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Cosmic trash was observed for the first time during the day

Laser technology combined with ultra-sensitive cameras helps to track space junk more closely, reducing the risk of collisions with satellites.

Large amounts of space junk could endanger satellites. Photo: VOX.

The team from the University of Bern first observed cosmic debris with geodetic lasers at the Zimmerwald Observatory, Phys on August 28, reported. The projected laser will bounce back and scatter out when it encounters space trash. The scientists would then track the laser’s photons with a super-sensitive camera that could pick up signals under sunlight.

Cosmic debris are unused man-made objects that exist in space. In some areas, the risk of a collision is so high that active satellites must regularly adjust their orbits to avoid space junk. Every year, the European Space Agency (ESA) processes thousands of collision warnings for each of its satellites and performs dozens of orbital adjustments.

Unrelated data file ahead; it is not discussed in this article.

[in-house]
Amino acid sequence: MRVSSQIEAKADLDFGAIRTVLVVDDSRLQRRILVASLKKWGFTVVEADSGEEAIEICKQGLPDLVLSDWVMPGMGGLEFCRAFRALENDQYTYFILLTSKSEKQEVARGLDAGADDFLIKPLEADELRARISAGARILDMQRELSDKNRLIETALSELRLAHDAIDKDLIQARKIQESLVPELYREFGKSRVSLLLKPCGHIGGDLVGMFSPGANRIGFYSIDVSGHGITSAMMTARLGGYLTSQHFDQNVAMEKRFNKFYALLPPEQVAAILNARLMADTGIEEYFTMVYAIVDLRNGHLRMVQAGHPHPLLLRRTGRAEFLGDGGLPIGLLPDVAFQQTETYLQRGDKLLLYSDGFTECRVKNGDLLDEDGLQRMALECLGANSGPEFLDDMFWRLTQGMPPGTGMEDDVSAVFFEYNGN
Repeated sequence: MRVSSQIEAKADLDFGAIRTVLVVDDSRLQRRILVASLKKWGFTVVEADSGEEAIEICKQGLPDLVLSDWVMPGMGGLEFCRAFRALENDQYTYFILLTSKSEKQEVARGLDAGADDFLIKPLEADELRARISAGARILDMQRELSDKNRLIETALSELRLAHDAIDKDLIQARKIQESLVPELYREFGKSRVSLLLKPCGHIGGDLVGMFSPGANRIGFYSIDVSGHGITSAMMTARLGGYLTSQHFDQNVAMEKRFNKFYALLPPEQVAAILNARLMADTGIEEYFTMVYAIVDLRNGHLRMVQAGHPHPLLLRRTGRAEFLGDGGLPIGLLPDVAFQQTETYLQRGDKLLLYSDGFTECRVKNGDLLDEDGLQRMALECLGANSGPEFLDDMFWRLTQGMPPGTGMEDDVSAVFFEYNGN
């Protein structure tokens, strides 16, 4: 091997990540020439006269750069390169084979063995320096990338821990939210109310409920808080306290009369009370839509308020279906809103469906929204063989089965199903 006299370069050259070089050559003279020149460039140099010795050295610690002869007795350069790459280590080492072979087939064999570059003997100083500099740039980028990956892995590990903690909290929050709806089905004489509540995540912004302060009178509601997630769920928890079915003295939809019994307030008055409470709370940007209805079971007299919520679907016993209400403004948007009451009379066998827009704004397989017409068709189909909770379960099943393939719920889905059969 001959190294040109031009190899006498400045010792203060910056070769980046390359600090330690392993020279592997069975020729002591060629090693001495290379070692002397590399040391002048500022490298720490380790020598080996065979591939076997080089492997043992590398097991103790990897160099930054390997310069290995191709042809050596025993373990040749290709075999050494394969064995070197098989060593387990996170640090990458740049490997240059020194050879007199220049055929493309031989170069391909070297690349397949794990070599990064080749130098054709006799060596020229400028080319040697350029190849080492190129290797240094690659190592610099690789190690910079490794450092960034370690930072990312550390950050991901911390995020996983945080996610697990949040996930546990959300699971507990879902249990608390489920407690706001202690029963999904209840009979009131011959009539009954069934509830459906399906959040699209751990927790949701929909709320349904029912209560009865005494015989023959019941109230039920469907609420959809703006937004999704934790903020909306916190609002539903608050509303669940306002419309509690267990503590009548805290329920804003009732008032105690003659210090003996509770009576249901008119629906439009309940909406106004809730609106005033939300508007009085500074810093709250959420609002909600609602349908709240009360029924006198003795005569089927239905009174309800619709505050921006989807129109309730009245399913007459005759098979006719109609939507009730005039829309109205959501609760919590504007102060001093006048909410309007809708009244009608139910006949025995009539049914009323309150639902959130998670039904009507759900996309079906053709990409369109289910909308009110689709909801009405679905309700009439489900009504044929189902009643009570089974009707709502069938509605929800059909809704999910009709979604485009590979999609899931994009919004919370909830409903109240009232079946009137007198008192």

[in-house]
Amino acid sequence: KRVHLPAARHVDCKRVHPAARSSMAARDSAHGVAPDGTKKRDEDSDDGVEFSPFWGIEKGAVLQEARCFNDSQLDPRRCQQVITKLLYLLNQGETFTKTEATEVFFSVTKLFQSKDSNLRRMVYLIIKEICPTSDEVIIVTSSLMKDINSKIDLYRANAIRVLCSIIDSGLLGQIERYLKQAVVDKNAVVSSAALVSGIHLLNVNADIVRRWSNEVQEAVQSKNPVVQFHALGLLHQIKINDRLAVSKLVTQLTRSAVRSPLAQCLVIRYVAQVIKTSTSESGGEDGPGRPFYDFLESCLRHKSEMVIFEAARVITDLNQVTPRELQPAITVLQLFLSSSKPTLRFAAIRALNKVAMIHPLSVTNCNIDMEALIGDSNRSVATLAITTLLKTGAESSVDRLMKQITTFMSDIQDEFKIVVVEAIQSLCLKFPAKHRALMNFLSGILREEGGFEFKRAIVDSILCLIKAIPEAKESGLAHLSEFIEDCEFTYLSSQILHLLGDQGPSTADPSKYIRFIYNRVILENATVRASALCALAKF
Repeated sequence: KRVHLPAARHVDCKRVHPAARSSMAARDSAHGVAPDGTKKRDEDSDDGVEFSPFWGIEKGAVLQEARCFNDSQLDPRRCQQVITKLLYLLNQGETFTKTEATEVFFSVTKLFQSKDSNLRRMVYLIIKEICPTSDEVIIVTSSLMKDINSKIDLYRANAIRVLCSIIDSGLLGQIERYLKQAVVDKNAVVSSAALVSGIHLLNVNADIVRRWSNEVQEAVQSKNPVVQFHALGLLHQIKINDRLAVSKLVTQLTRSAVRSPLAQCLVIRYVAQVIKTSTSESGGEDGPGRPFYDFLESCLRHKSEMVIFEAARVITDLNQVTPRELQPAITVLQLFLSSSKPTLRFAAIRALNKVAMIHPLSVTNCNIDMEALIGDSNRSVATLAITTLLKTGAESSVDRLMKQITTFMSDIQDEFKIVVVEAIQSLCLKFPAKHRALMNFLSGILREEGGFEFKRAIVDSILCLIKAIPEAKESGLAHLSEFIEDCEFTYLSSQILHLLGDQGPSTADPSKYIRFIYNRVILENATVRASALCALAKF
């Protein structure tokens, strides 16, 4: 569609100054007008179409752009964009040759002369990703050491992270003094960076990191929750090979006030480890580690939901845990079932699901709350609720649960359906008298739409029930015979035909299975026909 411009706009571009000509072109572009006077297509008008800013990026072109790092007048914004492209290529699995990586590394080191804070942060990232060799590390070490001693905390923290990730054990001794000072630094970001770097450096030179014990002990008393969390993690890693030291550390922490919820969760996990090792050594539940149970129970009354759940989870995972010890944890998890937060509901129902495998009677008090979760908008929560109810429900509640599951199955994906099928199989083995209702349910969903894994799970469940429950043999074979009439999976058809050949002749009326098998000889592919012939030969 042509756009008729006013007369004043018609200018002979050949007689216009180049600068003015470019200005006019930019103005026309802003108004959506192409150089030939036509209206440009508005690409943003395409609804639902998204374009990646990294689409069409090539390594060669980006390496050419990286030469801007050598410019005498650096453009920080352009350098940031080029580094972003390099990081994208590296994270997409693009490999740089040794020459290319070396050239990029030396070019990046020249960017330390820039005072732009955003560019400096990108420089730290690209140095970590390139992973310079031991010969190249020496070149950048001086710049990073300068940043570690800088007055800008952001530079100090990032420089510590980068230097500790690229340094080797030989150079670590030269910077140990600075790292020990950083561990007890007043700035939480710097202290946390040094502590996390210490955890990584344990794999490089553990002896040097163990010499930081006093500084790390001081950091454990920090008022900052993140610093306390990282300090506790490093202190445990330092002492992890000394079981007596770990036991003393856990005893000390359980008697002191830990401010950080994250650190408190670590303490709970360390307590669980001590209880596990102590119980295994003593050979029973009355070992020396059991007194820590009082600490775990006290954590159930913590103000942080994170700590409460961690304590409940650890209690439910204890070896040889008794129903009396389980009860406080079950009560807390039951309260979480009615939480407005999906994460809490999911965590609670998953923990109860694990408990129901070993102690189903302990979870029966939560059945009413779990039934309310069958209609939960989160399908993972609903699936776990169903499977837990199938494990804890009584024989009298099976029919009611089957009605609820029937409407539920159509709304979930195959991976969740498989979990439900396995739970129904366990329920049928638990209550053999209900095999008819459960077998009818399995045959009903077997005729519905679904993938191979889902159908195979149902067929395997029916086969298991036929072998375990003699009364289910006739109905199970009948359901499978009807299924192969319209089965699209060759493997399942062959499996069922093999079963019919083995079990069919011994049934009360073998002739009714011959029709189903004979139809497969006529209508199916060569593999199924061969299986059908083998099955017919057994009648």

In the majority of cases, the subject at risk of collision is one of about 20,000 known garbage objects. “Unfortunately, experts do not know the exact trajectory of space trash including unused satellites, the upper deck of the rocket, debris from explosions or collisions,” said Professor Thomas Schildknecht, deputy director of the Institute of Heaven. Literature of the University of Bern, explains. Therefore, scientists are often unable to determine if an orbital correction phase, which is often very expensive, is really necessary and helps to reduce risk.

Measuring the distance to space junk by satellite laser scoping is quite effective, helping to accurately determine the flight path within a few meters. “We have been using this technology at the Zimmerwald Observatory for many years to measure objects equipped with special laser reflectors,” says Schildknecht. But in the past, this method could only be used at night at a few observatories.

“The ability to observe space garbage in the daytime allows to increase the number of measurements. There are many observatories equipped with geodetic lasers, so scientists can catalog space junk orbits with high accuracy in “A more precise orbit is essential to avoid collisions, improve safety and sustainability in space”, commented Schildknecht.

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